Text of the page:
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CCE lesson on Gaza conflict to be customized for varied age groups, says Chan Chun Sing

Minister Chan Chun Sing announces better-scoped CCE lesson on Gaza conflict for various age groups. Despite request for slides release, Chan argues against it, saying they would be regardless be quoted out of context.



SINGAPORE: Education Minister Chan Chun Sing on Monday (4 March) announced that lessons on the Israel-Palestinian conflict, part of Character and Citizenship Education (CCE) classes, will be tailored to suit different age groups of students.

In response to a Member of Parliament’s request for the release of the CCE lesson slides, Mr Chan confirmed that MOE decided against it.

He emphasized the limitations of slides in representing the nuanced teaching context and stressed the importance of face-to-face interactions to provide a more comprehensive understanding to concerned parents and the public.

Minister Chan reiterates the importance of CCE in shaping national identity amid multicultural influences

Mr Chan, during the budget debate for MOE on Monday, reaffirmed the importance of CCE in shaping the national identity of Singaporean students, especially in a multicultural society facing various civilisational and religious influences.

Reflecting on the recent escalation of the conflict, Mr Chan acknowledged the potential impact of external events on Singaporeans, underscoring the need for effective management to prevent societal fractures.

He recognized feedback from both teachers and parents regarding the lesson materials and stressed the significance of addressing these concerns.

Addressing queries from MPs regarding the MOE’s CCE lesson on the Israel-Palestinian conflict, Mr Chan emphasized the continuous commitment to enhance the delivery of CCE, especially in helping teachers equip students to navigate the complexities of the world.

Responding to online discussions and parental concerns about the lesson, he outlined plans to tailor the material for different age groups.

For younger students, the content will be simplified, focusing on sensitizing them to the plight of innocent victims, encouraging empathy, and teaching emotional management in the context of the conflict.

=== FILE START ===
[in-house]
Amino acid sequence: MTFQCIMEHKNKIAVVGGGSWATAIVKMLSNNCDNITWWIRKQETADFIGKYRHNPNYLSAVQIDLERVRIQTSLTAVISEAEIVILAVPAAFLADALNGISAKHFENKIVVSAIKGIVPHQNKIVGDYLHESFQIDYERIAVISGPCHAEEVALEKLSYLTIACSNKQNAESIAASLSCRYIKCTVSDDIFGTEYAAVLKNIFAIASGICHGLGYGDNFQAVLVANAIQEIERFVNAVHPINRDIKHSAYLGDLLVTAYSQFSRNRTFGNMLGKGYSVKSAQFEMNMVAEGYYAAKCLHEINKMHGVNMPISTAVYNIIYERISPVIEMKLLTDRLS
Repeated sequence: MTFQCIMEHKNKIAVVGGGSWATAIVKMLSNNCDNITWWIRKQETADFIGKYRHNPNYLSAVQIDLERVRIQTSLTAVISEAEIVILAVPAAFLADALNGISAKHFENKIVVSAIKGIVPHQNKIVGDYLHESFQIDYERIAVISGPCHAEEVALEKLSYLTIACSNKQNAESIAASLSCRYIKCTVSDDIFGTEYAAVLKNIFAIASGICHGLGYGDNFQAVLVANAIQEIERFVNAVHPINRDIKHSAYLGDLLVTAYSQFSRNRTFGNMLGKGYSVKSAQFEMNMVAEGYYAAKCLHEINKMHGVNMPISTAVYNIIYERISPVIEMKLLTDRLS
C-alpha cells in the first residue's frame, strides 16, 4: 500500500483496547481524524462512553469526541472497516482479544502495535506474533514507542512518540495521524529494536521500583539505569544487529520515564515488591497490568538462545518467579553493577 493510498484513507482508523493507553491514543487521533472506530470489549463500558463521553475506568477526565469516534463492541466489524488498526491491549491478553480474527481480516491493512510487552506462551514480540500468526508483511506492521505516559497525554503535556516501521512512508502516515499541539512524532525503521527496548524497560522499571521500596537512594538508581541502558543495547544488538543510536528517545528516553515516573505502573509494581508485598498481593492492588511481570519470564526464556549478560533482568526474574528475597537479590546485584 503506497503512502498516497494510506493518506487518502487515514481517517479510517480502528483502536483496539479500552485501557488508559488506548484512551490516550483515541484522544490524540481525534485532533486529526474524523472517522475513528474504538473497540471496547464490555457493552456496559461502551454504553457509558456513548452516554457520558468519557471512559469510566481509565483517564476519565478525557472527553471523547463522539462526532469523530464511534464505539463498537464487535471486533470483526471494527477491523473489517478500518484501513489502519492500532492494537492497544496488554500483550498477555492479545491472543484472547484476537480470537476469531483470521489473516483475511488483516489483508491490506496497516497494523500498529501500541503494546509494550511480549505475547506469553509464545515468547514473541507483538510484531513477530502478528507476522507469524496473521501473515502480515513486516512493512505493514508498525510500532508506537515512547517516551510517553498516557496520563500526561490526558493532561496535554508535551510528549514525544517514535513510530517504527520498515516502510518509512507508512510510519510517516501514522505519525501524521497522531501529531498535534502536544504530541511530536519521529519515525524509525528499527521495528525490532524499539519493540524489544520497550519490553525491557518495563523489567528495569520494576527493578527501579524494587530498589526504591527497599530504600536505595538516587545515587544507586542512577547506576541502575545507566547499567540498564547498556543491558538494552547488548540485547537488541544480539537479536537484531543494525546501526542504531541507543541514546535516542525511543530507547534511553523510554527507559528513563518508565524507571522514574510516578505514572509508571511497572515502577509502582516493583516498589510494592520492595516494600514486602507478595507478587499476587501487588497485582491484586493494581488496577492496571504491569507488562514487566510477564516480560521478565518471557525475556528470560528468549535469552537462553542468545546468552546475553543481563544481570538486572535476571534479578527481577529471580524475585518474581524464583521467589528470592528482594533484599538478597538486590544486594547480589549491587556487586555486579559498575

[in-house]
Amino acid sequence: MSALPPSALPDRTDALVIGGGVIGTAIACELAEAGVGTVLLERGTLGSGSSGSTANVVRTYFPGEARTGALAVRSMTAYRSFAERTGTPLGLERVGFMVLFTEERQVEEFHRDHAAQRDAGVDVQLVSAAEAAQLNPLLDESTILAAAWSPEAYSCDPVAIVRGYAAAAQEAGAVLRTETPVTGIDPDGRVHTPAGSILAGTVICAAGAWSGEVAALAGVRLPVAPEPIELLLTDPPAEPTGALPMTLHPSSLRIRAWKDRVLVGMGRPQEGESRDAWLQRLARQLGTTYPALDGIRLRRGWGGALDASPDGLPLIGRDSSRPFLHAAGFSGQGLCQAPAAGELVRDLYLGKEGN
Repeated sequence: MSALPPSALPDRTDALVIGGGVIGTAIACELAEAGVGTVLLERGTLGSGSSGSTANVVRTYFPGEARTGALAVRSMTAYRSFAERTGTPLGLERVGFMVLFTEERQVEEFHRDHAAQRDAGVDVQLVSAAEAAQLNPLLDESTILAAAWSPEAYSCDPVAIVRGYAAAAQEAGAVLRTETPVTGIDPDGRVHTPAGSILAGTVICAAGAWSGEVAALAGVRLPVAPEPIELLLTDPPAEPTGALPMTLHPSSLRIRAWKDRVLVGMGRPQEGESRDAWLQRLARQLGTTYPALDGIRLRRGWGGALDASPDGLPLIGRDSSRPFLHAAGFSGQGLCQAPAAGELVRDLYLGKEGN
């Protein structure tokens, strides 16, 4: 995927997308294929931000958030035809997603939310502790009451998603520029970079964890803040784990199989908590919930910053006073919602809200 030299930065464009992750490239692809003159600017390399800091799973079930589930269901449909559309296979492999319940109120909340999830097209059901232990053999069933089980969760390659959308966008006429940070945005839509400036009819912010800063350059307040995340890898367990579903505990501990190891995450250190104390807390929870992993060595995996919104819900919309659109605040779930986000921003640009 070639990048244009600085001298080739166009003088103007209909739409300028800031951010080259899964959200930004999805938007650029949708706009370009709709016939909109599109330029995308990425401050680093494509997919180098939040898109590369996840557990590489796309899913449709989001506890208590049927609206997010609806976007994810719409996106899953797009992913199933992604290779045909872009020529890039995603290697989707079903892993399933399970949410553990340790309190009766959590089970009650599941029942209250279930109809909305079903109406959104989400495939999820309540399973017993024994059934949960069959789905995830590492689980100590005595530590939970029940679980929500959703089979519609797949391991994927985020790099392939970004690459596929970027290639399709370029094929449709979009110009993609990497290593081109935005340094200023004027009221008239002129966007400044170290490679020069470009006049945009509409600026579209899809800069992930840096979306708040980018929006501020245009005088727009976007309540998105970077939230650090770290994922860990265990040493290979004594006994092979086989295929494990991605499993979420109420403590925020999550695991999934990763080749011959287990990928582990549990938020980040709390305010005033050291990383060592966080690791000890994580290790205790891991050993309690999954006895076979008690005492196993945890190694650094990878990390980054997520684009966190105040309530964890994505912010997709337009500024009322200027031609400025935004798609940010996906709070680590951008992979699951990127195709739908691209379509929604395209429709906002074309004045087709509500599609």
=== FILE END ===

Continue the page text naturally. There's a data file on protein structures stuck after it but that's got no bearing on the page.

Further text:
Older students will receive additional guidance on discerning information sources, while the most mature students will have updated materials reflecting recent events.

Mr Chan highlighted that the updated content would include Minister for Foreign Affairs Vivian Balakrishnan’s statement last Thursday (29 Feb), emphasizing Singapore’s principled position on the Israel-Palestine issue over the decades.

The aim is to help students better understand Singapore’s national interest in the context of the conflict.

Mr Chan highlighted Singapore’s active stance on the Israel-Palestine issue, including support for international resolutions favouring an immediate ceasefire, contributions to capacity-building for the Palestinian Authority, and ongoing efforts towards a two-state solution at the United Nations.

To enrich teachers’ preparation for the CCE lesson, MOE plans to conduct extra training workshops, allowing educators to review lesson plans with specialists and experienced teachers.

“Where appropriate, we will involve resource persons to assist with these workshops. This is in addition to the current suite of teachers’ preparation within schools.”

The ministry is also enhancing teacher training more broadly, utilizing the Singapore Centre for CCE established at the National Institute of Education in May 2023 to support professional development for CCE educators.

Mr Chan emphasized the inclusion of diverse views in lesson materials, as understanding how to manage differences and diversity is a key learning objective.

He acknowledged schools adopting effective approaches, such as having teams of teachers with different backgrounds and faiths conduct the lesson together.

This, he noted, serves as a powerful example to students, illustrating how diverse beliefs can coexist for respectful and sensitive discussions on complex topics like the Gaza conflict.

Insights gained from the CCE lesson episode

Mr Chan acknowledged that managing differences respectfully is an ongoing challenge, and the MOE has learned valuable lessons from the recent episode.

He illustrated how certain online commenters selectively chose one slide from MOE’s lesson deck, wrongly asserting that schools were informing students that the situation in Israel and Gaza began only on 7 October 2023.

“This insinuated that MOE was pro-Israel and that we characterised one side as aggressor and the other as victim.”

“This riles up many, but actually the words on the slide were events since 7 October and it came after the slide that emphasizes the long, complex, and often violent history of conflict in the region.”

“This is indeed a sobering reminder that in the online space, it is not always easy to separate those who question the material with well-meaning intention, from those who join the fray with ulterior intent to stir up negative emotions on an already sensitive topic,” he added.

Mr Chan expressed appreciation for the generally civil expressions of views by Singaporeans but cautioned against taking it for granted, citing instances of rude and abusive comments directed at teachers online.